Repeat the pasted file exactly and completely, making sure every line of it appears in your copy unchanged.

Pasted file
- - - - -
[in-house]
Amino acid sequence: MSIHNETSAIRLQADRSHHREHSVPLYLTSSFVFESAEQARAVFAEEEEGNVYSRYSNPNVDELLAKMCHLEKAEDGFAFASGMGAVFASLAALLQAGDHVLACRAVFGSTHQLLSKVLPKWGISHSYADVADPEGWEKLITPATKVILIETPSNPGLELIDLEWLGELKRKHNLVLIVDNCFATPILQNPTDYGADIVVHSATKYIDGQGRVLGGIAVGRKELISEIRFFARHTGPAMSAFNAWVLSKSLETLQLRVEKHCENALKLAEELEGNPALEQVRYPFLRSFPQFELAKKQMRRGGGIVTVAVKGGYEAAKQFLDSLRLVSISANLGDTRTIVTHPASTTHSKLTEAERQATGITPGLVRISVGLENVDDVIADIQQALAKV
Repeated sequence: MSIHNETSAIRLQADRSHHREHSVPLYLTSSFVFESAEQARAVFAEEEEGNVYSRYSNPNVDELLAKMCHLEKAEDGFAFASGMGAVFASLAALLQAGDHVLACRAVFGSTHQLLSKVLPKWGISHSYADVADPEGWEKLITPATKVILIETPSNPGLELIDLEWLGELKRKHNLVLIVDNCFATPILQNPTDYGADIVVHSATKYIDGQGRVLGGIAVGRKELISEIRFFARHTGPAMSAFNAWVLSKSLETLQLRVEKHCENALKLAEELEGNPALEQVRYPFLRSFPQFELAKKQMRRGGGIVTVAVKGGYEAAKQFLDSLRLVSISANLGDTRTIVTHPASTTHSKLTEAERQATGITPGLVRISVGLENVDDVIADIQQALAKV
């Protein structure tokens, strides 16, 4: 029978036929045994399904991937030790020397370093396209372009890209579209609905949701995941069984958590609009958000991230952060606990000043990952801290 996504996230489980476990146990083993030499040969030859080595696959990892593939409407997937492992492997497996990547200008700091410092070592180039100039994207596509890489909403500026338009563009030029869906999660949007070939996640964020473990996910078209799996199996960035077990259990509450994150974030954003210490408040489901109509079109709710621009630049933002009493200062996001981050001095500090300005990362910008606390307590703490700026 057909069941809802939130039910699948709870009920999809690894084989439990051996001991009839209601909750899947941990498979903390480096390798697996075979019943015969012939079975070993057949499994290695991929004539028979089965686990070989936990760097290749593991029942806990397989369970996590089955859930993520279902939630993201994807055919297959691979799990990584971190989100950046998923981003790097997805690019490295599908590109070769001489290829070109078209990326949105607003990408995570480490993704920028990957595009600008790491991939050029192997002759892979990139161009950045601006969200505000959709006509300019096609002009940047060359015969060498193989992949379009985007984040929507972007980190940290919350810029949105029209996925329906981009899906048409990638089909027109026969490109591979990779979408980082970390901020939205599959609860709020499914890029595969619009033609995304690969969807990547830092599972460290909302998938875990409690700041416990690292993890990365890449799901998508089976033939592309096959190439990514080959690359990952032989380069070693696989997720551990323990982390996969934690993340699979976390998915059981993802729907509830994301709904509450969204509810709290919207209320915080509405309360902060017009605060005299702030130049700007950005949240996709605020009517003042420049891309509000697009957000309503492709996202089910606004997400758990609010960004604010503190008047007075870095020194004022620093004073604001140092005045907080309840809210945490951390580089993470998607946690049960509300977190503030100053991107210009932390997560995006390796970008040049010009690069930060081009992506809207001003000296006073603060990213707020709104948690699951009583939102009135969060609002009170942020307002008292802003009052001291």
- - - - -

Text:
[in-house]
Amino acid sequence: MSIHNETSAIRLQADRSHHREHSVPLYLTSSFVFESAEQARAVFAEEEEGNVYSRYSNPNVDELLAKMCHLEKAEDGFAFASGMGAVFASLAALLQAGDHVLACRAVFGSTHQLLSKVLPKWGISHSYADVADPEGWEKLITPATKVILIETPSNPGLELIDLEWLGELKRKHNLVLIVDNCFATPILQNPTDYGADIVVHSATKYIDGQGRVLGGIAVGRKELISEIRFFARHTGPAMSAFNAWVLSKSLETLQLRVEKHCENALKLAEELEGNPALEQVRYPFLRSFPQFELAKKQMRRGGGIVTVAVKGGYEAAKQFLDSLRLVSISANLGDTRTIVTHPASTTHSKLTEAERQATGITPGLVRISVGLENVDDVIADIQQALAKV
Repeated sequence: MSIHNETSAIRLQADRSHHREHSVPLYLTSSFVFESAEQARAVFAEEEEGNVYSRYSNPNVDELLAKMCHLEKAEDGFAFASGMGAVFASLAALLQAGDHVLACRAVFGSTHQLLSKVLPKWGISHSYADVADPEGWEKLITPATKVILIETPSNPGLELIDLEWLGELKRKHNLVLIVDNCFATPILQNPTDYGADIVVHSATKYIDGQGRVLGGIAVGRKELISEIRFFARHTGPAMSAFNAWVLSKSLETLQLRVEKHCENALKLAEELEGNPALEQVRYPFLRSFPQFELAKKQMRRGGGIVTVAVKGGYEAAKQFLDSLRLVSISANLGDTRTIVTHPASTTHSKLTEAERQATGITPGLVRISVGLENVDDVIADIQQALAKV
């Protein structure tokens, strides 16, 4: 029978036929045994399904991937030790020397370093396209372009890209579209609905949701995941069984958590609009958000991230952060606990000043990952801290 996504996230489980476990146990083993030499040969030859080595696959990892593939409407997937492992492997497996990547200008700091410092070592180039100039994207596509890489909403500026338009563009030029869906999660949007070939996640964020473990996910078209799996199996960035077990259990509450994150974030954003210490408040489901109509079109709710621009630049933002009493200062996001981050001095500090300005990362910008606390307590703490700026 057909069941809802939130039910699948709870009920999809690894084989439990051996001991009839209601909750899947941990498979903390480096390798697996075979019943015969012939079975070993057949499994290695991929004539028979089965686990070989936990760097290749593991029942806990397989369970996590089955859930993520279902939630993201994807055919297959691979799990990584971190989100950046998923981003790097997805690019490295599908590109070769001489290829070109078209990326949105607003990408995570480490993704920028990957595009600008790491991939050029192997002759892979990139161009950045601006969200505000959709006509300019096609002009940047060359015969060498193989992949379009985007984040929507972007980190940290919350810029949105029209996925329906981009899906048409990638089909027109026969490109591979990779979408980082970390901020939205599959609860709020499914890029595969619009033609995304690969969807990547830092599972460290909302998938875990409690700041416990690292993890990365890449799901998508089976033939592309096959190439990514080959690359990952032989380069070693696989997720551990323990982390996969934690993340699979976390998915059981993802729907509830994301709904509450969204509810709290919207209320915080509405309360902060017009605060005299702030130049700007950005949240996709605020009517003042420049891309509000697009957000309503492709996202089910606004997400758990609010960004604010503190008047007075870095020194004022620093004073604001140092005045907080309840809210945490951390580089993470998607946690049960509300977190503030100053991107210009932390997560995006390796970008040049010009690069930060081009992506809207001003000296006073603060990213707020709104948690699951009583939102009135969060609002009170942020307002008292802003009052001291």